Figuring Out Food Allergies


When my little girl was 18 months old, she ingested a small amount of hummus . . . like the size of a pencil eraser (that may be generous). She quickly spat it out and began beating her mouth with her fist. About 30 minutes later, her eyes were swollen shut, her torso and face covered in whelps, and wheezing commenced. (You can read the whole story about her allergy attack and subsequent diagnosis on my personal blog Another Youree Day.)

My sweet girl in the ER after two doses of Benadryl. She could finally open her eyes. The pic doesn't show it well, but she is covered in whelps.
My sweet girl in the ER after two doses of Benadryl.

A trip to the ER and an allergist later, and we now know she is allergic to sesame seeds, which are found in tahini and are a common ingredient in hummus. Sesame is also found in many Asian, Mediterranean/Middle Eastern, Italian, gluten-free, and bread-based foods. I double dare you to find a hamburger/hotdog bun (even if the bread doesn’t have sesame on top the bun) or bread crumbs (hello Panko) that doesn’t list sesame in the ingredients. Add to the mix of no-nos: veggie burgers, croutons, many boxed rices, sausages, baked goods (bagels, rolls, pastries, crackers), sauces (pizza sauce!), and vegetable oil. AND some cosmetics like lotions, lipsticks, and oils contain sesame oil. A handful of intramuscular injections and ointments also contain sesame oil.


All this makes me the crazy, allergy-sensitive, don’t-let-a-sesame-seed-near-my-baby mother.

While many children/adults deal with food allergies that create hives or rashes, many people also struggle with allergies that cause serious (and by serious, y’all, I mean life-threatening) anaphylactic reactions. My sweetest girl lives with the latter.

Based on our experiences with our daughter’s allergies, these are a few tid-bits we’ve learned:

  • Follow the recommendations from the American Academy of Pediatrics and your pediatrician on when to introduce certain solid foods, especially those that are more “popular” allergens.
  • Just because your sweetie tasted peanut butter, shellfish, or, in our case, hummus once, doesn’t mean an allergy doesn’t exist. My daughter tasted a small amount of hummus when she was 9 months old, but didn’t like it. I didn’t try it again. An allergic reaction doesn’t occur with the first exposure to a food. In the first exposure, the body identifies the food as a foreign object that deserves an immunological response. When that food is ingested (or even just touched/inhaled in some cases) the second time, the body is now primed and ready to react to that food.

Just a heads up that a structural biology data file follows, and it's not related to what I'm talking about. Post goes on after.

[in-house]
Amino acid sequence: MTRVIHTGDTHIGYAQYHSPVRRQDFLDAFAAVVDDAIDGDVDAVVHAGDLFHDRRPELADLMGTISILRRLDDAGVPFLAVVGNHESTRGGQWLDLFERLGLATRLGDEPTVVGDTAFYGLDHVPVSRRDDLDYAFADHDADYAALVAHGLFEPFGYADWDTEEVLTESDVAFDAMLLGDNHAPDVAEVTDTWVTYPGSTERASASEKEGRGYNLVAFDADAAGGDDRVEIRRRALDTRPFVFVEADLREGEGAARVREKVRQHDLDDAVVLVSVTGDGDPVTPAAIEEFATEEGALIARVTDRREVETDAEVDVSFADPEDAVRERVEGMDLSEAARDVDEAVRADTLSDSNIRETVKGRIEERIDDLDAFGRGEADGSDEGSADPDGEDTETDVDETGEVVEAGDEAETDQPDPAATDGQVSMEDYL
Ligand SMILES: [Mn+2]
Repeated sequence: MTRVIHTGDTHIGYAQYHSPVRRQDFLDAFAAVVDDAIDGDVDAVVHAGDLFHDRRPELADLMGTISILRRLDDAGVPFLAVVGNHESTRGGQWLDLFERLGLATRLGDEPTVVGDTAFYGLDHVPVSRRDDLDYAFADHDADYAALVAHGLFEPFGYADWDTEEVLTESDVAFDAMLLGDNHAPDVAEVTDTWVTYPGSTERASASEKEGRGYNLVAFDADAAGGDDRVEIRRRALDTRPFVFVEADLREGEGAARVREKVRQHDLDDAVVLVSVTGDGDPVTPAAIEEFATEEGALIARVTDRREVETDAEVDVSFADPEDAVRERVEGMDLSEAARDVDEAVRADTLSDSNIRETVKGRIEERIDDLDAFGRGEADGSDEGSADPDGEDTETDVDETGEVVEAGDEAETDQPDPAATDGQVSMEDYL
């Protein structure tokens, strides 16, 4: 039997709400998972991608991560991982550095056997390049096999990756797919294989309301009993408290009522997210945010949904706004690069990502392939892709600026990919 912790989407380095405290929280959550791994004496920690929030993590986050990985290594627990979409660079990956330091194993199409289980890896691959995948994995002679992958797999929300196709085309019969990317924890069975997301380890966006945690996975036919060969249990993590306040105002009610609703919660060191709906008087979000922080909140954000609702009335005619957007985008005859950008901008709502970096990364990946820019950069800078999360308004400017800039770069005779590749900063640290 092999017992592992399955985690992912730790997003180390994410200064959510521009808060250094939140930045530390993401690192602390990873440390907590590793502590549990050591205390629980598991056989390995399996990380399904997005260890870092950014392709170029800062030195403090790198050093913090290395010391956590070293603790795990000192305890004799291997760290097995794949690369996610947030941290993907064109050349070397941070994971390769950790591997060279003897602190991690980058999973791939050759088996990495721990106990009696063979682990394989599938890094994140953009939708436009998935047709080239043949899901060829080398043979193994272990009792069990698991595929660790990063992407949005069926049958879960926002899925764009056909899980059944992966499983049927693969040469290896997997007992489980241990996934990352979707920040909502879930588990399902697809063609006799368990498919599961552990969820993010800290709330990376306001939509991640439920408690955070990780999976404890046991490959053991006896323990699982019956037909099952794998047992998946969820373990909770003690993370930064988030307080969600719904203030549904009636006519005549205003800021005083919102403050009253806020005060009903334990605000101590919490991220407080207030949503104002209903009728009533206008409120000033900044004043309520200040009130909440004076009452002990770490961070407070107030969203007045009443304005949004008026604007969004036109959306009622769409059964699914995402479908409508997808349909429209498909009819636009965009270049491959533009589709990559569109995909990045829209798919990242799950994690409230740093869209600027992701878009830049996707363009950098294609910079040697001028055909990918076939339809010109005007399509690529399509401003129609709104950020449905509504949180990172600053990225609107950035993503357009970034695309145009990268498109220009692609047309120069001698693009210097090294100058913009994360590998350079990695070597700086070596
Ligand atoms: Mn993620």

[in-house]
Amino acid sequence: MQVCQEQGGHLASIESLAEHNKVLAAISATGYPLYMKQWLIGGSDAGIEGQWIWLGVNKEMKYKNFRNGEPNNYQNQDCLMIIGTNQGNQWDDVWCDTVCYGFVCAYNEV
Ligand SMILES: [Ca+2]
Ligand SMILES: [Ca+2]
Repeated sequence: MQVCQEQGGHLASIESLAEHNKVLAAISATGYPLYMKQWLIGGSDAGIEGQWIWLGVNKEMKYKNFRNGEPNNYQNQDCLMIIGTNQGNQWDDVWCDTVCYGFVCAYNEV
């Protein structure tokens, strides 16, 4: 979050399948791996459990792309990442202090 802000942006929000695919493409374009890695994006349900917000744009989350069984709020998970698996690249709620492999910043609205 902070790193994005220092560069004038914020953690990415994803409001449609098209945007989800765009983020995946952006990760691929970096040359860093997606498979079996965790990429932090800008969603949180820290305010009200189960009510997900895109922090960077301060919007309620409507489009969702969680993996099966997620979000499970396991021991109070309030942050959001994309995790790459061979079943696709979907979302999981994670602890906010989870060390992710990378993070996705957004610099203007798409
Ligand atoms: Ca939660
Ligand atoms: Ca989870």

• More often than not, the anaphylactic response is more severe each time the food is ingested. If you have an anaphylactic reaction the first time, you will always have an anaphylactic reaction. The reaction will just vary in severity, often (though not always) increasing in severity each time.
  • Epipens save lives. And you need them in bulk. My doctor recommended having two on you at all times because the first one is given when the reaction starts and often a second one is administered after 15 minutes have passed, while you’re waiting on the ambulance. Two at school. Two in the diaper bag. Two at home.
  • Read every label in your kitchen. No kidding on this one. I’d never known sesame seeds are in bread crumbs if I hadn’t done this. Make your home allergy free for your child.
  • Be your child’s advocate. Alert school administration, teachers, and those supervising lunch time of the food allergy. I have a three-page document that describes my girl’s allergy, foods that contain that allergen, medical instructions on what to do in case of an attack, how she behaves when a reaction is happening, and contact numbers for doctors, hospital, and of course, me and the hubs. I also ask the teacher or administration to alert every parent/caregiver in the class or of those children who will be “lunching” with my daughter about the food allergy.
  • Don’t forget about date night. Our regular babysitter is well-educated on the allergy and knows not to bring anything into our home containing sesame. With new/weekend babysitters, I alert them to the allergy and the Epipens, making sure they are comfortable with administering the shot if need be.
  • When we attend play dates, whether at our house or another’s, I always mention the allergy so the fun time can be free of shots and ambulances. And when we attend birthday parties and what not, I always check with the host to make sure to keep my girl away from any sesame foods and to make sure I bring good substitute foods for her to enjoy.
  • Giving a daily dose of Zyrtec not only helps with sweetie’s nasal allergies, but also provides a “one up” on a reaction should she accidentally ingest sesame.

While this list may seem daunting, life with a food allergy is not the end of fun or good food. It is a mind shift, but one that becomes part of your daily routine and habit. We are nearing 12 months of being sesame free. Here’s to hoping for MANY more months–if ever–(a mom can dream, right) of no reactions, no Epipens used, and no ambulance rides!


Do you have any other tips for what you do for allergies in your home?



  1. My oldest had an amoxil reaction this year (having had it a million times before). We’ve been meaning to get epipens. Good reminder. Thanks Emily!


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